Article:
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    wow, what a jewel of wisdom.

    It's better advice than any you've offered in this thread. Don't troll.
     


  10. why

    why Senior member

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    What I look for when hiring...

    1. Brevity. I don't care if you worked at Sonic in high school.

    2. Specificity. Don't apply for a job in marketing with a resumÃ[​IMG] that looks like you want a PR job.

    3. Direction. Don't have an objective that reads something like 'I am looking for a position in which to use my multitude of skills to my utmost ability.' You might as well tell the interviewer 'I need a job' when asked why you want to work for the company.

    4. Attention to detail. Don't misspell anything. Don't make simple errors with dates (no, you didn't work at that job from 6/08-5/04).
     


  11. globetrotter

    globetrotter Senior member

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    GT-- thanks for the thoughtful replies. Your feedback is definitely very helpful in clearly away a lot of my confusion.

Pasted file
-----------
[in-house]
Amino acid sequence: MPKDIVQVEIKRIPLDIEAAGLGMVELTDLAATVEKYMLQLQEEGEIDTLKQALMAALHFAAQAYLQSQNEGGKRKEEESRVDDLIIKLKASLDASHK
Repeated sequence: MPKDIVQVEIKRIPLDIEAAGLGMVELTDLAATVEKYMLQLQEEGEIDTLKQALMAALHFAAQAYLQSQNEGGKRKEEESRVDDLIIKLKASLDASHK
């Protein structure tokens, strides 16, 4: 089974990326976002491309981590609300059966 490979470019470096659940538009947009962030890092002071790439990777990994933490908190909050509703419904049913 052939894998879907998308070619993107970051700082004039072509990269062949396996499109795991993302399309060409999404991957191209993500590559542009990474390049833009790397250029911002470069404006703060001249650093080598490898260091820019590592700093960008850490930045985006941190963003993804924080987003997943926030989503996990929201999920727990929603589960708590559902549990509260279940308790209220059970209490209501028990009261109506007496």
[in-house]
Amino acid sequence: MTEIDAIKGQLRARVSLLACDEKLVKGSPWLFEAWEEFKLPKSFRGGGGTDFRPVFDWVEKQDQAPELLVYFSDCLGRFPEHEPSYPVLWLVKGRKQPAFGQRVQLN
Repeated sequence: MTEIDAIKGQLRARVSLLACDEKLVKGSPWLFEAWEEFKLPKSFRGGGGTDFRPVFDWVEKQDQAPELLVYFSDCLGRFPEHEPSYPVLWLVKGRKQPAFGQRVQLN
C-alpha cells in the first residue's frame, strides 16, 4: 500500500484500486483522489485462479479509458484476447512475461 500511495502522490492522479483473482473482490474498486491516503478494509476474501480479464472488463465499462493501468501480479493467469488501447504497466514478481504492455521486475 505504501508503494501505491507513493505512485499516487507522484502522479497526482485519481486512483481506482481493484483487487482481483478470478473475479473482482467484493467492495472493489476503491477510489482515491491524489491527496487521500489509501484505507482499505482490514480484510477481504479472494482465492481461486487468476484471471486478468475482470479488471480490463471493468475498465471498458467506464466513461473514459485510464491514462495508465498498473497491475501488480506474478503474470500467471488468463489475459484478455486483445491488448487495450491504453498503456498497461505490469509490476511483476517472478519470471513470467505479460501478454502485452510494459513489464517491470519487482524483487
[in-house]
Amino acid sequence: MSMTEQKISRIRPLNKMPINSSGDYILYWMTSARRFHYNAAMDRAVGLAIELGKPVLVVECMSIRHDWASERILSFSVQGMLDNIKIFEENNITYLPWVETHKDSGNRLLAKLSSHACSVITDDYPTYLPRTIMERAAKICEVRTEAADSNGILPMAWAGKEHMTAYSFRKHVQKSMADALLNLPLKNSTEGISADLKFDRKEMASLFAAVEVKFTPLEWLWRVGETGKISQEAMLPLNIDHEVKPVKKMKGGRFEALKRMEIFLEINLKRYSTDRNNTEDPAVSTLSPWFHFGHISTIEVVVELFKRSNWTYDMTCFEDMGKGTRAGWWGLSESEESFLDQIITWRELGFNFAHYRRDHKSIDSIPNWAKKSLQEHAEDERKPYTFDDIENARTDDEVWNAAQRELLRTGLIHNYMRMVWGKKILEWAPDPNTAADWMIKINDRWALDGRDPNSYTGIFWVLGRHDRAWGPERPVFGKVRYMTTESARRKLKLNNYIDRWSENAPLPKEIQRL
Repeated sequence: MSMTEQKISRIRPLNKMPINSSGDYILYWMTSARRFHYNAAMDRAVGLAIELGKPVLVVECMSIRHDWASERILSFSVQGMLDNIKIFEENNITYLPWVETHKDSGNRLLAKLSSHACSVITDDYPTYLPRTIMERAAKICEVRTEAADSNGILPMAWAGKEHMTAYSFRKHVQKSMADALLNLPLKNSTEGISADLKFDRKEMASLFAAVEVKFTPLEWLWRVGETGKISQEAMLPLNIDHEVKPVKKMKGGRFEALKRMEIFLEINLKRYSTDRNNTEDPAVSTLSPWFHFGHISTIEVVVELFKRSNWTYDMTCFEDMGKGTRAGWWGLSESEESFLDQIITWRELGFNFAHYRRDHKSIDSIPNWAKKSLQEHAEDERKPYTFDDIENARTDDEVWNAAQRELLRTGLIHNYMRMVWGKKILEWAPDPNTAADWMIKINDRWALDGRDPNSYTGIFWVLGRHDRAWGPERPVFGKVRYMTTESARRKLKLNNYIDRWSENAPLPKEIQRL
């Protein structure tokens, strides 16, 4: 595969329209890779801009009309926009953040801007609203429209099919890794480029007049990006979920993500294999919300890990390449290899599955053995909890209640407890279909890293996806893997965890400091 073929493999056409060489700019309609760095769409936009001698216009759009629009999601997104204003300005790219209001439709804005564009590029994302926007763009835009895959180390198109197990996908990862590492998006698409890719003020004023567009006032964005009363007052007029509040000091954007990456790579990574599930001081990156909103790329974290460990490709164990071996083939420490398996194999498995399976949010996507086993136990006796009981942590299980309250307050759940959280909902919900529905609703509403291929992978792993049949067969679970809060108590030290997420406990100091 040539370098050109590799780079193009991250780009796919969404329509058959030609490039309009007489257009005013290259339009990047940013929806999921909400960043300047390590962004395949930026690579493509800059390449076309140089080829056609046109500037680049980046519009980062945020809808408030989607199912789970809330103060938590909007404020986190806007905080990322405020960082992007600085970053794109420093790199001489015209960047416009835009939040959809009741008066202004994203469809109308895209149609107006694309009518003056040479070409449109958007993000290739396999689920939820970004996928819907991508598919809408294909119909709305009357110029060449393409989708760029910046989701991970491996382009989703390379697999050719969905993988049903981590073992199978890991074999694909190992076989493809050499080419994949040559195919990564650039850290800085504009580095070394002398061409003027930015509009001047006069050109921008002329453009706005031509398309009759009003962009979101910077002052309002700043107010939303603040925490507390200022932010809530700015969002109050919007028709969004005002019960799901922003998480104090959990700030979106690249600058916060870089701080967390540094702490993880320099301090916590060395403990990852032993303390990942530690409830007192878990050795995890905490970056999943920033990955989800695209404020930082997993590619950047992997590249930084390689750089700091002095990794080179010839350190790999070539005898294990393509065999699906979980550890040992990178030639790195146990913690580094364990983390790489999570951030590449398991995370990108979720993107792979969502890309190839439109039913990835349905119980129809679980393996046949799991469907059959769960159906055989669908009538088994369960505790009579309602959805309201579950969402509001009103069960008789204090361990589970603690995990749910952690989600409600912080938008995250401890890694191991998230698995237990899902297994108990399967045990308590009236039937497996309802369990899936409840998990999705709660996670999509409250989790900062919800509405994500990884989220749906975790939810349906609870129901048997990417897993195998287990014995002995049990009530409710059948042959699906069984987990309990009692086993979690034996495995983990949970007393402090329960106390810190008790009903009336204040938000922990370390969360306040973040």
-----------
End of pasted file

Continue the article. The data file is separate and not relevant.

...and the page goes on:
good luck
     


  12. Toiletduck

    Toiletduck Senior member

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    I have always wondered how to fit all my crap unto a 1 page resume. What I have ended up doing is highlighting IMO, the most important and relevant accomplishments as well as experiences. i left the more in depth introduction in the cover letter.

    Now I am wondering, what percentage of companies actually read through the cover letters... Do head hunters look through these at all?
     


  13. phreak

    phreak Senior member